interference, that is in dynamics the process of cure after homoeopathic remedies. Something similar already Kammerer has developped and Helbig, too; but I know neither where nor when. Already in 1826 I
had it printed. If any organism incorporates any substance and experiences by it disturbances or inequalities, unevennesses of the performances which are kept in healthy balance, then we call it effect,
and from the beginning to the end it is the same effect, and when Genzke experiences raw pains from Lycop. even after a year, it is still the effect of Lycop., if it was once the effect; for, that it
belongs more to the individual than before, is without any cause. Effect is always the product of M in O [M=Mittel=remedy in O=Organismus=organism]and therefore has got from both. However, are the
performances of O already out of balance, yet the effecting [agent] can therefore not change and not act in a different way."
So for Hering there is one, and only one, effect. Each effect is produced by remedy and organism - for without organism there can't be an effect, there can't be symptoms to be seen.
"The daily use I had in my clinic from the preferable use of the latest or after-effects, even of opium - where those are commonly seen as unuseful - determined me to talk about it."
His opinion about alternating effects he expressed:
"All so-called alternating effects are always only reflections of one and the same symptom, such as the same powers drive the pendulum to and fro."
In 1861, Hering confirmed once more his opinion, that there was only one sort of effect of a homoeopathic remedy in the article "Where is the proof for these symptoms?" ("Wo ist der Beweis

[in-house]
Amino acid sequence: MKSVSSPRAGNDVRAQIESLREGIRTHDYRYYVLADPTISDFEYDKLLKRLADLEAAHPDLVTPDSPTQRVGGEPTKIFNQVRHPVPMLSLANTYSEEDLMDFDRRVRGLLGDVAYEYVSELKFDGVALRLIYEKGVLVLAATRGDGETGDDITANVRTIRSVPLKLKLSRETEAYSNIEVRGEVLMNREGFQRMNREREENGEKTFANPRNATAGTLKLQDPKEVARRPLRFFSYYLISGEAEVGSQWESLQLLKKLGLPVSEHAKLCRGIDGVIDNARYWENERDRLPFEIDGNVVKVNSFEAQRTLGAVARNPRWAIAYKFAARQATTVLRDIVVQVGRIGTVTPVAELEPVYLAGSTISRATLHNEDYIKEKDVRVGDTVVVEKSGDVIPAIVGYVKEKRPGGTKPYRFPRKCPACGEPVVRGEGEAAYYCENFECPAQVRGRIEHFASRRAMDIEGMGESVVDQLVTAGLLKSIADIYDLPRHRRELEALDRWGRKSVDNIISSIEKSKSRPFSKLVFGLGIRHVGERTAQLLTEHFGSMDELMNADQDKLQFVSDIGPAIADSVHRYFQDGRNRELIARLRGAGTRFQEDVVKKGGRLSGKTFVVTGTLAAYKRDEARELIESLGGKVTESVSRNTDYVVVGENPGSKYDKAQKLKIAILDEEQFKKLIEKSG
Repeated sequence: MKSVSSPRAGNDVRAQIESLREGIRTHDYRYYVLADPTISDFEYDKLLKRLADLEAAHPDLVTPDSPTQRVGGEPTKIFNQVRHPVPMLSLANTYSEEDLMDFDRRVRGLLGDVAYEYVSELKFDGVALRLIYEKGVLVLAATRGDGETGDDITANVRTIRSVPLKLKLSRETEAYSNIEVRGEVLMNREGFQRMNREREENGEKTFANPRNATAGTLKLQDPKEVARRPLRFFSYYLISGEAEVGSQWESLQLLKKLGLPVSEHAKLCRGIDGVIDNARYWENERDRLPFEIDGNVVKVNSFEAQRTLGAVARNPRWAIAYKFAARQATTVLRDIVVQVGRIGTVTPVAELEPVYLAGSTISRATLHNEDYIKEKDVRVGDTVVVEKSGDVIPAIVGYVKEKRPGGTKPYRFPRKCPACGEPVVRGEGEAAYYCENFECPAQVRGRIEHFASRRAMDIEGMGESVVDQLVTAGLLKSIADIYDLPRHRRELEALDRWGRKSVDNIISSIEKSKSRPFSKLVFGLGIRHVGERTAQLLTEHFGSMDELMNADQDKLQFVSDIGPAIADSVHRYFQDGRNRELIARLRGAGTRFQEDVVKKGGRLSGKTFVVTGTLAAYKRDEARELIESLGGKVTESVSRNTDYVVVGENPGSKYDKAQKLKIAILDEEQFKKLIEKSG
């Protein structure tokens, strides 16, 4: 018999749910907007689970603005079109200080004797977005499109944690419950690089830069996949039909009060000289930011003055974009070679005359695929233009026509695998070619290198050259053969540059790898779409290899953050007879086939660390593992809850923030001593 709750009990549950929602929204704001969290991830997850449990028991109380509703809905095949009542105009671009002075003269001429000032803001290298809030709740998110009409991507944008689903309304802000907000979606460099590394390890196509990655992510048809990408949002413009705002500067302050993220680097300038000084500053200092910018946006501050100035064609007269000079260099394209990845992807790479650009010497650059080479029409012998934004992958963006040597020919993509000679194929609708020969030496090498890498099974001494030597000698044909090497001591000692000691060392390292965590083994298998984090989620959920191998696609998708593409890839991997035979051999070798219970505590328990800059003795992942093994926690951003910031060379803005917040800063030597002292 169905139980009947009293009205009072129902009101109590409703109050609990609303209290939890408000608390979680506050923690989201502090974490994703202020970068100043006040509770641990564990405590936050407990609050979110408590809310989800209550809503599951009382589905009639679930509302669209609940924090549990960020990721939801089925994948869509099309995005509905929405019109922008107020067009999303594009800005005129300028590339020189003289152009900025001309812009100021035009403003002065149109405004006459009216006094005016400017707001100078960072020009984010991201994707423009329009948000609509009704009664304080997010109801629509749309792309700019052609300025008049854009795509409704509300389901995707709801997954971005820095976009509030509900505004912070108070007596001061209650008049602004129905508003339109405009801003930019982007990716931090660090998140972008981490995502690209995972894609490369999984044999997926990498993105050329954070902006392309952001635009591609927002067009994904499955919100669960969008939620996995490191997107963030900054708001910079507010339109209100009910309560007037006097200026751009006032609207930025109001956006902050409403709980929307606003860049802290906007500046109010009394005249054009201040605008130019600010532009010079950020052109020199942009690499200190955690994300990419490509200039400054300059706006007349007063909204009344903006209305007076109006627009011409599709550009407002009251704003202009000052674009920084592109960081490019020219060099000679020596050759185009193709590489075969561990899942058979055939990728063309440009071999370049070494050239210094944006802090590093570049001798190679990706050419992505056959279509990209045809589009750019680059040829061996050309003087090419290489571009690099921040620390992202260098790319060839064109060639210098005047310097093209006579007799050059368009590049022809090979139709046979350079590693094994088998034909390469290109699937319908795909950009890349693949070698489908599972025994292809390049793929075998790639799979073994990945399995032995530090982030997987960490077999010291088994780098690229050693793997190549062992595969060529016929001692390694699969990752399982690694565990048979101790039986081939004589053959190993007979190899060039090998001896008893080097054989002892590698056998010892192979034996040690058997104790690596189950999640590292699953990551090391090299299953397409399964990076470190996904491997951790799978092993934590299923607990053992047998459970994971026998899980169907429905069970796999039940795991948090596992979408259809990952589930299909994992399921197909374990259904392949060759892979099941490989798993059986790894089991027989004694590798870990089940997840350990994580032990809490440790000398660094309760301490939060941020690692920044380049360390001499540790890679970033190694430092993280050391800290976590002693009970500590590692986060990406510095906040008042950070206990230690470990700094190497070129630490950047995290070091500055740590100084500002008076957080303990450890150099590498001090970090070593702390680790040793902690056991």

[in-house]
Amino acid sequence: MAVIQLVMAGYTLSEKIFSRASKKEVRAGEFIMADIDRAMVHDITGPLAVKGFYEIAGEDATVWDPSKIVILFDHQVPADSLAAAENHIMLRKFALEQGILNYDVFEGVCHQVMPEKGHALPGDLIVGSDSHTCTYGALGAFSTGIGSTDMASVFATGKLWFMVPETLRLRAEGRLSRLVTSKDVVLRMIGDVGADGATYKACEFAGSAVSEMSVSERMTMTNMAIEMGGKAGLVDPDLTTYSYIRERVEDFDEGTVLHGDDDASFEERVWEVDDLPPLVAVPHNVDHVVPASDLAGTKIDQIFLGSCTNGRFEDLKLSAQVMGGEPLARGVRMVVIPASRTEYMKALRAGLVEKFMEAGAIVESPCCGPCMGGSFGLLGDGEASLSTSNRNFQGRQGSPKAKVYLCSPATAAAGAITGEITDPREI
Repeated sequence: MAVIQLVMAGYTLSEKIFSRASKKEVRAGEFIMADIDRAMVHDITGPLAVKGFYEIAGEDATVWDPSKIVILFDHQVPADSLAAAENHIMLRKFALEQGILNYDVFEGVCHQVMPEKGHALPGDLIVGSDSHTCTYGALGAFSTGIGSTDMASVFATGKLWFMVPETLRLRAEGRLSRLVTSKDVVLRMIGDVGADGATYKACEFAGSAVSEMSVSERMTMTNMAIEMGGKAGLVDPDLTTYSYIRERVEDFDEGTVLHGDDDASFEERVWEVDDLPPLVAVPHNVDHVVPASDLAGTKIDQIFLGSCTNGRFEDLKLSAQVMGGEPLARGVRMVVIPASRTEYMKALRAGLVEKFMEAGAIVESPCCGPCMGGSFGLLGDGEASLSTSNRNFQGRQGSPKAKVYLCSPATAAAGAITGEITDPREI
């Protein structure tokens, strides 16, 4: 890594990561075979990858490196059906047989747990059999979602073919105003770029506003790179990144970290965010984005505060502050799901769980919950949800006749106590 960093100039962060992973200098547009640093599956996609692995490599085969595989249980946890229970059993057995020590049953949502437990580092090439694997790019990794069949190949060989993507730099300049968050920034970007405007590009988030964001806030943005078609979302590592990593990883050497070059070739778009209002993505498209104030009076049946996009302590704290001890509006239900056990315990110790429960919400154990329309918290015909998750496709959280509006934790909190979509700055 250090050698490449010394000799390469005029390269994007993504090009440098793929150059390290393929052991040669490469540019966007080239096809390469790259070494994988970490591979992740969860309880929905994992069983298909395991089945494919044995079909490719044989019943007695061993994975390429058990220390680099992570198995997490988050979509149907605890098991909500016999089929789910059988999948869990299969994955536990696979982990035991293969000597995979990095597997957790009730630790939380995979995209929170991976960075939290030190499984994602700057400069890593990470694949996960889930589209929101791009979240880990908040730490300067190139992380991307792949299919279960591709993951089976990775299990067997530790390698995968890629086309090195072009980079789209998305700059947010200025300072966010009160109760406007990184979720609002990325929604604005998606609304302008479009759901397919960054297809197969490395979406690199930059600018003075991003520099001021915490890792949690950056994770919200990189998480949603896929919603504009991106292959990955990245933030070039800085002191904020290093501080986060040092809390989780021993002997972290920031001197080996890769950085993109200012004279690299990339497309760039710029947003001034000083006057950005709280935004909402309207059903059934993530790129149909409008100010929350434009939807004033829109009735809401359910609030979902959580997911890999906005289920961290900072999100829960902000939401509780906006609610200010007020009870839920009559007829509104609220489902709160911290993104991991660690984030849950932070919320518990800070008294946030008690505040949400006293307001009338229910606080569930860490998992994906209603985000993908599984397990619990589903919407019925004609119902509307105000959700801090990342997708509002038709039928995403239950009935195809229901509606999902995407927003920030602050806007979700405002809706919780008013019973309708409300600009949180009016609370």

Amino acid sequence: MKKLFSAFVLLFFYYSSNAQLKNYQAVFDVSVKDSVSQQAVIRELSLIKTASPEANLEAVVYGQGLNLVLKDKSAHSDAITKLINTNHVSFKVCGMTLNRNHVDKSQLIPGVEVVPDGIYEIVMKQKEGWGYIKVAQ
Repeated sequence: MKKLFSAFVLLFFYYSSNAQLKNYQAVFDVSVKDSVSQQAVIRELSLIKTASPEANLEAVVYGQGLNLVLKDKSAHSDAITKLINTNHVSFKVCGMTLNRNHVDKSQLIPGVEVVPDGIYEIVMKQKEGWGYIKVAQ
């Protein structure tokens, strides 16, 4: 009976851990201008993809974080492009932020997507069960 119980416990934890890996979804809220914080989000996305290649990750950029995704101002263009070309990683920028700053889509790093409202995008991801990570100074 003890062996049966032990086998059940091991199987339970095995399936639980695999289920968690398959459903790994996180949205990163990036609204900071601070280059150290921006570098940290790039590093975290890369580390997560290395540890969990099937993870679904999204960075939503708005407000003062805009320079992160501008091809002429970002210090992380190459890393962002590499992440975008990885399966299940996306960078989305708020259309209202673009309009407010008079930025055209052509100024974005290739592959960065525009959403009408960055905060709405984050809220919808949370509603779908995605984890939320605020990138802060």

für diese Symptome?", HVJ 12(1861) 236-289):
"Every effect is as such the same effect, and not only 'one and indivisible', that is not cleavable in primary and secondary, or in effect and contrary effect, actio and reactio, first and
after-effect, positive or negative, direct and indirect, passive and active or how else the junk may have been called, nor in such ones produced by the remedy alone and such ones that are only an
awakening of long slumbering signs. As soon as there is an effect of any remedy on any organism, it's even the same effect without all relation on the more and less of the remedy, on the greater or
smaller 'sensitivity', or if the human being was healthy or sick, with or without slumbering signs, if he noticed many or few things, if he noticed it sooner or only later, if new signs appeared or old
ones disappear, or first one and then the other - all that together is always nothing more than: effect, and that is one and the same indivisible and undecomposable. That it appears here as a
malady-producing, there as a curing potency or, as often, as both at the same time, depends of the state of the one who took the remedy. Such as the remedy is and remains the same, such is that all and
everything is the same effect."
For Hering every action of the remedy was 'effect'. Neither could it be separated from the organism, nor could it be split up in several parts. So every effect and action was valuable, there was no reason
to dismiss a part of this action beforehand by saying:
"this is only an after-effect of the organism, or this is only an old sign that has been slumbering for some years and now appears anew - therefore these are signs of the organism and they
don't count in a proving!"
Every reaction of the organism, every symptom that appeared in a proving, could have been triggered by the remedy - so it could be valuable. And of course, a remedy was only able to produce such symptoms
in an organism, the organism was capable to produce.
Copyright 1999, Gaby Rottler
References all taken from:
Hering's medizinische Schriften (Hering's medical writings), Burgdorf Verlag, 1988
"Sendschreiben an die Versammlung homoeopathischer Aerzte in Magdeburg am 10ten August 1844"
Published in Archiv fuer homoeopathische Heilkunst, 21(1844), 3, 161 - 184.
"Zum Verständniss", Zeitschrift fuer homoeopathische Klinik 4, 31-32, 40, 47-48
"Wo ist der Beweis für diese Symptome?", Homoeopathische Vierteljahreschrift 12(1861) 236-289